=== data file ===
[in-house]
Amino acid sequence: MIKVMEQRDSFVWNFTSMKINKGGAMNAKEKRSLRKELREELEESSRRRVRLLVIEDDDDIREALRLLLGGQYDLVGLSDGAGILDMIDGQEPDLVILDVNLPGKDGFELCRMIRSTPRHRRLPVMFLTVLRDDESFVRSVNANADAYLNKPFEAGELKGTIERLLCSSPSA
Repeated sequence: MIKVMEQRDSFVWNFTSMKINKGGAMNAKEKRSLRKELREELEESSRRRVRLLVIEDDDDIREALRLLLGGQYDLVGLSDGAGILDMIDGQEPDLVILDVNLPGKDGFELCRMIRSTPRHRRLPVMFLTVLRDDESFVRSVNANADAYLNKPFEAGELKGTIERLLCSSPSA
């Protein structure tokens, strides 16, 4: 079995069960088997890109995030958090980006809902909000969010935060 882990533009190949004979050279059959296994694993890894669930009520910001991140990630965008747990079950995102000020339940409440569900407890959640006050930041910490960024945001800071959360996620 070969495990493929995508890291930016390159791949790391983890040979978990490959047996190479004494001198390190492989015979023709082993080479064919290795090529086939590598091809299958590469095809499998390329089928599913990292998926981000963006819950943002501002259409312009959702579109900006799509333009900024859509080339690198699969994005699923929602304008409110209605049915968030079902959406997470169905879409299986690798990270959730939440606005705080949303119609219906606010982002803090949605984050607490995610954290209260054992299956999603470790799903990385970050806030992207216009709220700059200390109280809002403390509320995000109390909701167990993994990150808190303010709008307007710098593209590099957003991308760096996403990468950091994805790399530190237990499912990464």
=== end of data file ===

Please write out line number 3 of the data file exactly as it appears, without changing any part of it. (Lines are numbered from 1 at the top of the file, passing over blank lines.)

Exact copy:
Repeated sequence: MIKVMEQRDSFVWNFTSMKINKGGAMNAKEKRSLRKELREELEESSRRRVRLLVIEDDDDIREALRLLLGGQYDLVGLSDGAGILDMIDGQEPDLVILDVNLPGKDGFELCRMIRSTPRHRRLPVMFLTVLRDDESFVRSVNANADAYLNKPFEAGELKGTIERLLCSSPSA